It is always interesting when two businesses in the same sector release results close together. It gives investors a good chance to assess their relative positions.
This was the case this week with Coronation releasing full year results on Tuesday and Peregrine putting out its half year numbers on Wednesday. Both companies fall into the financial services sub-sector on the JSE, however, as their respective results showed, there are some very important differences.
Coronation is a much larger business with a market capitalisation of R26.7 billion and annual revenues of R4.4 billion. That compares to Peregrine at R6.8 billion and revenues last year of R2.4 billion.
The more important distinction however is that Coronation is a pure long only asset manager, while Peregrine is diversified across asset management, alternative asset management, wealth management, broking and advisory. This makes Coronation a far more cyclical business as its fortunes are tied quite closely to the performance of the market, and this was evident in the numbers.
While Coronation’s revenue was down 7% for the year to September and headline earnings per share were 10% lower, Peregrine grew its six-month revenue by 3% and its diluted headline earnings per share were 2% higher at 111.7 cents per share. While its asset management business did feel the effects of the weaker market conditions, it was able to secure growth in other areas.
Headline earnings from its asset management division were down more than 30% for the six months, dropping to R23 million from R33 million in the comparable period. The largest contribution came from hedge fund business Peregrine Capital, which was still able to produce positive, if reduced, returns despite markets being negative.
Peregrine Capital also grew assets under management to R5.9 billion from R4.8 billion at the end of March.
Market conditions had a negative impact on Peregrine’s Wealth Management business, Citadel, as well. Headline earnings fell from R89 million to R82 million due to lower performance fees, although the company noted that annuity earnings were up.
While these asset management and wealth management businesses saw lower profits, Peregrine’s other operations delivered strong performances.
The company’s 84.9% holding in UK asset management and trust business Stenham delivered headline earnings of R44 million, which is more than double the figure from 2014. While a large part of this can be attributed to exchange rate movements, Stenham also saw growth in assets under management and advice from $3.18 billion in March to $3.45 billion at the end of September.
Broking and structuring business Peregrine Securities benefited from increased trading volumes in its specialist areas of prime broking and derivative broking and structuring. Headline earnings were 56% higher at R51 million for the half year.
Peregrine’s recently acquired corporate advisory business, Java Capital, also made a positive contribution. Headline earnings jumped 100% to R12 million for the period.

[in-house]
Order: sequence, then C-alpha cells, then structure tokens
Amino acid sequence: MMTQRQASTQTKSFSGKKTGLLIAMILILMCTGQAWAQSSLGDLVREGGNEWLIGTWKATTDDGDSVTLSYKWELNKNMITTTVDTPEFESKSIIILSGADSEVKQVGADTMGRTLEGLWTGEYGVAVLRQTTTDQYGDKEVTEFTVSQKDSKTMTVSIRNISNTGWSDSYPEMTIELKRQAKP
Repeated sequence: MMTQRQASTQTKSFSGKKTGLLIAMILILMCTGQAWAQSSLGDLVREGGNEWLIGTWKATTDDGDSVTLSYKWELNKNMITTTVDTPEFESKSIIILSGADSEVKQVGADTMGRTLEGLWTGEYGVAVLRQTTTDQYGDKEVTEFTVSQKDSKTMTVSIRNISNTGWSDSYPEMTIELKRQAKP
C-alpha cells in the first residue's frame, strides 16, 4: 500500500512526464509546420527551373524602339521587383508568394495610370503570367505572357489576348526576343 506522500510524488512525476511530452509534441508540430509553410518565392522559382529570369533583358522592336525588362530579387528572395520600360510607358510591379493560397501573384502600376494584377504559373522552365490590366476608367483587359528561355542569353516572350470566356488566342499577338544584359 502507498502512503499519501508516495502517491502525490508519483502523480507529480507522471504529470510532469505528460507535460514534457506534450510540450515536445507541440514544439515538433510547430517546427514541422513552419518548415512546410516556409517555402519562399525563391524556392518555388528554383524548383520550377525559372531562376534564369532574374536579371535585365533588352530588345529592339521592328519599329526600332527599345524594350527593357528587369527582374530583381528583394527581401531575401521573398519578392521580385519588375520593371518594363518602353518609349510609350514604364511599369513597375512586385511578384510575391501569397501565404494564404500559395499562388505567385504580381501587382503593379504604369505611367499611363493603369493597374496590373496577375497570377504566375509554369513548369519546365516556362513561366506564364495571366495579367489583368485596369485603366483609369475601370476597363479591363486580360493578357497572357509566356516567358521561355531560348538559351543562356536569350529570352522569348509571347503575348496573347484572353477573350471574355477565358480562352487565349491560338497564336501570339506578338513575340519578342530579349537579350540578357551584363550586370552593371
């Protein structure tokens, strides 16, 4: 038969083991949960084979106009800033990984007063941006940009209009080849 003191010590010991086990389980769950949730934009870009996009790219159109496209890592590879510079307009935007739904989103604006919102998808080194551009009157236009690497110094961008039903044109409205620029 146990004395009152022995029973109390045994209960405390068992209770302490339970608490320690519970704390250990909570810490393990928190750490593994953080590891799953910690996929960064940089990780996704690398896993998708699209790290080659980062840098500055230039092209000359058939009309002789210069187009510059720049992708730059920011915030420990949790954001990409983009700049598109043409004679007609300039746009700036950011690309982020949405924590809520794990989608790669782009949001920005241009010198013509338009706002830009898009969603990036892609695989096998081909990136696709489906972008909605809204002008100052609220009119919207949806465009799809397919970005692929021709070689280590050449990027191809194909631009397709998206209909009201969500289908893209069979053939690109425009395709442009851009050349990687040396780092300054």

“The group continued to build on its strategy of delivering higher quality, diversified earnings during the six month period ended 30 September 2015,” Peregrine said in a statement. “Significant growth in earnings from the trading and structuring businesses housed within Peregrine Securities offset slightly weaker returns within the hedge fund and wealth management sectors on the back of global and local market weakness. Annuity earnings grew meaningfully across all business segments and now account for the majority of group earnings with the contribution from offshore playing a more meaningful role in diversifying group income in the context of a weaker rand.”
It is important for investors to be able to make a distinction between these annuity earnings and the more cyclical income that comes in from performance fees. As annuity earnings are more reliable, they give a better picture of the state of the company.
“Peregrine has done well over the past few years to not only diversify its revenue streams both geographically and across the various financial services offerings, but also to communicate the nature of the revenue,” said analyst at Anchor Capital Liam Hechter. “This makes it easier for investors to distinguish between the higher quality annuity earnings and the proportion of earnings made up of performance fees.”
Hechter pointed out that in valuing the company Anchor looks for a normalised earnings figure by reducing the cyclical performance fees and applying a rating to the higher quality annuity earnings. On this basis, the results were very positive.
“In the current set of results management have communicated that 60% of earnings are annuity based, so about 70 cents per share of earnings for the first half,” he said. “This is an increase of 30% from about 54c per share of annuity earnings delivered in the first half of the 2014 financial year.”
Anchor believes that Peregrine will continue to shift towards a higher percentage of annuity earnings, which is good news for the business.
“These earnings should ultimately command a higher rating driving the overall rating of Peregrine higher,” Hechter said. “It also has the added benefit of giving management the ability to efficiently utilise their equity in concluding acquisitions.”
Peregrine did not declare an interim dividend as the company only pays a dividend at year end.
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